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Incentives must not drain funding
Scholarships and pay increases recommended by the Grattan Institute to attract high-achieving HSC students to the teaching profession were worthwhile but should not be allowed to skim money from already-scarce current funding for the public system, Federation has stated.
Among key points in a new Grattan Institute report is a proposal that highly accomplished teachers should be able to earn up to $80,000 a year more than at present, while high-achieving school leavers should receive a $10,000-a-year scholarship if they take up teaching.
Federation President Maurie Mulheron said the Grattan Institute’s report demonstrated the fundamental importance of securing additional Commonwealth funding for the public school system.
He said that while any initiatives that help attract and retain academically successful students in teaching were worthy of consideration, the cost should be quarantined from recurrent funding.
“Australia must present teaching as an attractive profession to high achievers,” Mr Mulheron said. “However, we do not support the position taken that if these initiatives were implemented they should be funded from current funding provisions. It must be made perfectly clear to education ministers at all levels of government that any new initiatives must, under all circumstances, be resourced via new sources of funding, not redirected from already-scarce existing recurrent funding for public schools.”
The proposed package would carry an estimated $1.6 billion annual price tag.
The Grattan Institute report, Attracting High Achievers to Teaching, is based on the premise that high achievers rarely see teaching as an attractive financial option, and it claims a desire to teach from this cohort has steadily declined over the past four decades.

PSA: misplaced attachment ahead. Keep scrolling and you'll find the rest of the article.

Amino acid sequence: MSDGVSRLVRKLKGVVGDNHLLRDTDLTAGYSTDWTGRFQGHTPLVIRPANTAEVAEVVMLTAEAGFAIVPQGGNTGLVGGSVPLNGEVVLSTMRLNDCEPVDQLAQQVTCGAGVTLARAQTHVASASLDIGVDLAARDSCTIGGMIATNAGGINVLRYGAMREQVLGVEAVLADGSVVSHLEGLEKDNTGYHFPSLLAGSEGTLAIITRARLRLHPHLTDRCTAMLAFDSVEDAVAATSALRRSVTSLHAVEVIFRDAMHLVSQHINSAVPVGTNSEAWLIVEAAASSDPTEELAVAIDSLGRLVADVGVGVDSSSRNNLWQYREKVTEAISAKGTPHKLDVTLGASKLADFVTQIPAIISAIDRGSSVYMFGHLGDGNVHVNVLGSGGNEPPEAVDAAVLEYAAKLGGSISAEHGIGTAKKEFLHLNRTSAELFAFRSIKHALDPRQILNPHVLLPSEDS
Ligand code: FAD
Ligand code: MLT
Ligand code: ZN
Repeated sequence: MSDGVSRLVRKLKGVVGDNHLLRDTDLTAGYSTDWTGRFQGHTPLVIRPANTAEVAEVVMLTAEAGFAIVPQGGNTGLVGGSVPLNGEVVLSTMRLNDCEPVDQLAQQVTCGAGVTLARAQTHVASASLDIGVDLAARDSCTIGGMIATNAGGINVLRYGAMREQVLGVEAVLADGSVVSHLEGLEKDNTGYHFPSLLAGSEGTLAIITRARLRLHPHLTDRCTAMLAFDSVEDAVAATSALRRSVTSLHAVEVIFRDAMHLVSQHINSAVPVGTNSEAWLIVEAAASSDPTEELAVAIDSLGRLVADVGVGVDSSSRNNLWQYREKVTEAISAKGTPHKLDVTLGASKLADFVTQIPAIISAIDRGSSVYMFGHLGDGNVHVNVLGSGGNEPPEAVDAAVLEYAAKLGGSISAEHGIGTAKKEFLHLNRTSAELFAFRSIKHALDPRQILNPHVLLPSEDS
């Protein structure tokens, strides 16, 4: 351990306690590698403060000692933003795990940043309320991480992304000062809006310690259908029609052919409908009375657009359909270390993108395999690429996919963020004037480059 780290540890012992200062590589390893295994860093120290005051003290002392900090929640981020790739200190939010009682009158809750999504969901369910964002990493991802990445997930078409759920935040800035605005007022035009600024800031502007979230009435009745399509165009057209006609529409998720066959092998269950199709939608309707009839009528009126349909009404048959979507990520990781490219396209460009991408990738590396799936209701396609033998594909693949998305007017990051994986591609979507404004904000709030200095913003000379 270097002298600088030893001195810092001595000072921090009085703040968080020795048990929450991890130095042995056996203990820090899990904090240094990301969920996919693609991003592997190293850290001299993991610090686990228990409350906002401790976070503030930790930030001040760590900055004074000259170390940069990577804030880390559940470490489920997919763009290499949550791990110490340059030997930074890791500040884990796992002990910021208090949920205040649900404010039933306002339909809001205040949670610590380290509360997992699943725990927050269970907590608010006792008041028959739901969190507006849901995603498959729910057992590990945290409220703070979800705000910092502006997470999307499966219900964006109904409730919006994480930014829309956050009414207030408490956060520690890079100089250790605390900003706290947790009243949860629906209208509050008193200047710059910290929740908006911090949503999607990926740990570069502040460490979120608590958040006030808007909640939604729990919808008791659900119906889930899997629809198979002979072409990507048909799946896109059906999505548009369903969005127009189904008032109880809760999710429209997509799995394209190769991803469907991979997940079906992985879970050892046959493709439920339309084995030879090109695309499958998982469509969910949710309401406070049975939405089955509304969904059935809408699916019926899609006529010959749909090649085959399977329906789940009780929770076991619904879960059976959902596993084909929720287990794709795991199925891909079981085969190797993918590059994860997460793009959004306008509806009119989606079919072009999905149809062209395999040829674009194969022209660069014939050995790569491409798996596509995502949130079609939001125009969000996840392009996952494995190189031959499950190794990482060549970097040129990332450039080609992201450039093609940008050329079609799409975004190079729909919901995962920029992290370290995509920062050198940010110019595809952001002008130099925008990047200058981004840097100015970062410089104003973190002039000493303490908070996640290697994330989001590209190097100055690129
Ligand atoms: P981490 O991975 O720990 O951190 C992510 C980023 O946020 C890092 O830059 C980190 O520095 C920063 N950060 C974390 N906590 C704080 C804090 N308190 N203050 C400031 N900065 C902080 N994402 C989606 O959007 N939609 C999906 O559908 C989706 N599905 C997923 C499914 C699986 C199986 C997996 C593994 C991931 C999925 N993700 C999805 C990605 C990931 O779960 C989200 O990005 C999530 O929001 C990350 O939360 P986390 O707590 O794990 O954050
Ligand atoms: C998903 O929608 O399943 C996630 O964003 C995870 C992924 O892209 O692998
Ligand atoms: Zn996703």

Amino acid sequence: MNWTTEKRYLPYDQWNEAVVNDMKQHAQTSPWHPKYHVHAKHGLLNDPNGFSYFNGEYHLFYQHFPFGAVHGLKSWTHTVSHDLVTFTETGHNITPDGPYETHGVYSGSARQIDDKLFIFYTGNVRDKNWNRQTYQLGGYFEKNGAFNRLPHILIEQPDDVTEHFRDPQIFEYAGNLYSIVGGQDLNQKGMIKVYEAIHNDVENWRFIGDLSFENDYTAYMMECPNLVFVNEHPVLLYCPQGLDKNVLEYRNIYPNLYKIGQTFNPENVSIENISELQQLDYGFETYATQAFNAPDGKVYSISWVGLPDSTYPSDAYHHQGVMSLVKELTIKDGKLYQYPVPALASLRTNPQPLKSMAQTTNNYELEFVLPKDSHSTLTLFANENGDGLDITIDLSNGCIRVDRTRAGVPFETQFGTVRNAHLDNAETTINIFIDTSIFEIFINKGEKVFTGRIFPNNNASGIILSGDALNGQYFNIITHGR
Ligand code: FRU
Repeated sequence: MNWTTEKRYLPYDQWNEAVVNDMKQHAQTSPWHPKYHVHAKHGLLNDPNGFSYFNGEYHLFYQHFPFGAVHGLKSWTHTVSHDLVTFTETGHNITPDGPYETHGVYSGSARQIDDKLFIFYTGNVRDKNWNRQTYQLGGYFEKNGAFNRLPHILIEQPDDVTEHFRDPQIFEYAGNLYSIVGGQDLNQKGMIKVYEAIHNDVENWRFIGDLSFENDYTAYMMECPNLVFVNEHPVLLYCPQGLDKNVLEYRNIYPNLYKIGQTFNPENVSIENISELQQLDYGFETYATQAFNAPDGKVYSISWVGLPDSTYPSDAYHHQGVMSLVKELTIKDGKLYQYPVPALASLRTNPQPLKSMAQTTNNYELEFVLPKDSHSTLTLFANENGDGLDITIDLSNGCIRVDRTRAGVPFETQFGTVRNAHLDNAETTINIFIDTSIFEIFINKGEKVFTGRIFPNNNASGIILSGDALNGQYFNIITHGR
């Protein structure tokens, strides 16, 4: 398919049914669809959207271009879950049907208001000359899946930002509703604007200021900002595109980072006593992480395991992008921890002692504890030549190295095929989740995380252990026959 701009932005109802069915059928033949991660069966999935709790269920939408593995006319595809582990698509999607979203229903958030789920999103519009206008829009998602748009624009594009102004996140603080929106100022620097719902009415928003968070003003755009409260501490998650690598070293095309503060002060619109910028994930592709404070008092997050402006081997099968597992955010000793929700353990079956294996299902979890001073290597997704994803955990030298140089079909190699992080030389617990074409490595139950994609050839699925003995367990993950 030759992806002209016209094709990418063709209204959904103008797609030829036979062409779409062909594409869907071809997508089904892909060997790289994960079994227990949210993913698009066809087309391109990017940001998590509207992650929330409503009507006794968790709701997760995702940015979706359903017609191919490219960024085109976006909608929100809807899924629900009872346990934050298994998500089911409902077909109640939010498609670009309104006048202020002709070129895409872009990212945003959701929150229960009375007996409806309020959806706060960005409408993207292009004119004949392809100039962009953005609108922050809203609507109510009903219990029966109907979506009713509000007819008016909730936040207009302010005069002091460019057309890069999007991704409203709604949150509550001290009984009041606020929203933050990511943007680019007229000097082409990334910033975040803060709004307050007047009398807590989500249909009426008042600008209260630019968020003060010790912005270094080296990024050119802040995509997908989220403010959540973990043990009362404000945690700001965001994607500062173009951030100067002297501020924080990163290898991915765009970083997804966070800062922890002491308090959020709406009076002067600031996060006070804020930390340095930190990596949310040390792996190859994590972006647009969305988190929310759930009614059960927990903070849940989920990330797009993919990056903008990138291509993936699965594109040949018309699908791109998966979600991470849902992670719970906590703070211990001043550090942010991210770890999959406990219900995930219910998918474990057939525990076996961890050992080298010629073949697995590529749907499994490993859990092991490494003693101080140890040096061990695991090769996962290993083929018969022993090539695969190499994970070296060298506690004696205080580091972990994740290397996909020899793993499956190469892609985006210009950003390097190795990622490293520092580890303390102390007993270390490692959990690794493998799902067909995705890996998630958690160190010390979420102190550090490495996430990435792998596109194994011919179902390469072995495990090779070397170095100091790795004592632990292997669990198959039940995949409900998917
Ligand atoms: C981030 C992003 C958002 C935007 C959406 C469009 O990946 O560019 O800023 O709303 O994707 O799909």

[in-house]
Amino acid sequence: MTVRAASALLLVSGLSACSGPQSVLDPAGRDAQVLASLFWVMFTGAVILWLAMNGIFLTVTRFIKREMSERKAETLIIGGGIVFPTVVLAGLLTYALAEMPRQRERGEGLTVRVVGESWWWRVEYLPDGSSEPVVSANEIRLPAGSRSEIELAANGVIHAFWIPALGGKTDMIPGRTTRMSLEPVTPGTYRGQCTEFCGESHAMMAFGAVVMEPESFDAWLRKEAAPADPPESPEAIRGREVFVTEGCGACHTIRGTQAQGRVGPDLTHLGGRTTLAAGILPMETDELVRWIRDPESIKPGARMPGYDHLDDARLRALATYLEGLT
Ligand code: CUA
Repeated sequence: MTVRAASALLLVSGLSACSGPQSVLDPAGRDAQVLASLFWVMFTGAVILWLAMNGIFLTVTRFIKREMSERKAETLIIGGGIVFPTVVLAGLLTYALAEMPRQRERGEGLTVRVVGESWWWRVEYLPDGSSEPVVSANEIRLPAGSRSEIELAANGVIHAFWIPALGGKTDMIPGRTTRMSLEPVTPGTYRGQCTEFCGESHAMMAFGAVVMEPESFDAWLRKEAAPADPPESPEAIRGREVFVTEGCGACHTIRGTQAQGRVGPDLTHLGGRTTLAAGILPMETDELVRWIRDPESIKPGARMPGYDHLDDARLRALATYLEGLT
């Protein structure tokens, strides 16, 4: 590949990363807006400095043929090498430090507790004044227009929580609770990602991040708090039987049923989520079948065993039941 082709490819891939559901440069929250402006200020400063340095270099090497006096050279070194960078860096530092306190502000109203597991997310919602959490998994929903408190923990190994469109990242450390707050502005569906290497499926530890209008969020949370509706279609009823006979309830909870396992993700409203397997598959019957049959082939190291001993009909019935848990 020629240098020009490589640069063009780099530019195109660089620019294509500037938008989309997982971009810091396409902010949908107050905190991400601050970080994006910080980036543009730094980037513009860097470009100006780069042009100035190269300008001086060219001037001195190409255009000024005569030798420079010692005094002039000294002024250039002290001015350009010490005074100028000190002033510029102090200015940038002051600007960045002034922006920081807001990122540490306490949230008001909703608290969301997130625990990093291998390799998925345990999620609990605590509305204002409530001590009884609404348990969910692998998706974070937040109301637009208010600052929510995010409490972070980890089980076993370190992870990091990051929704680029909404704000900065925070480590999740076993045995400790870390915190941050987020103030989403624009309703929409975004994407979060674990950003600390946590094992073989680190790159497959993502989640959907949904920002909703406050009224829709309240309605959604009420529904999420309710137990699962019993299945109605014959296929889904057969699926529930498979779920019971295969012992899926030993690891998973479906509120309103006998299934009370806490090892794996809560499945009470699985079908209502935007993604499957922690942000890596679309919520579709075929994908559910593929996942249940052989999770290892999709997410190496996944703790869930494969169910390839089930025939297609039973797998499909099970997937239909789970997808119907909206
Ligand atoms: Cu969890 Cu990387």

“The Morrison Government has already prevented public schools from being fully funded to the schooling resource standard through to 2023,” Mr Mulheron said.
“The public school sector simply does not have any spare funding available to invest in initiatives similar to that proposed by the Grattan Institute.
“The Morrison Government must not be allowed to use any potential response to this report as a smokescreen for its continued failure to fund public schools at the schooling resource standard.”
Mr Mulheron said it was important that education departments and the teaching profession work together to make teaching a more attractive option for potential Initial Teacher Education (ITE) students.
“Numerous international studies have consistently shown that higher teacher salaries, relative to those of other comparable professions, increase the likelihood of highly performing secondary students becoming teachers," he said.
“To attract high-achieving students into teaching it is absolutely necessary to invest in appropriate salary and reward structures. However, what must be addressed is the behaviour of those universities that consistently defend low entry standards into initial teacher education courses as this is undermining the status of the profession."
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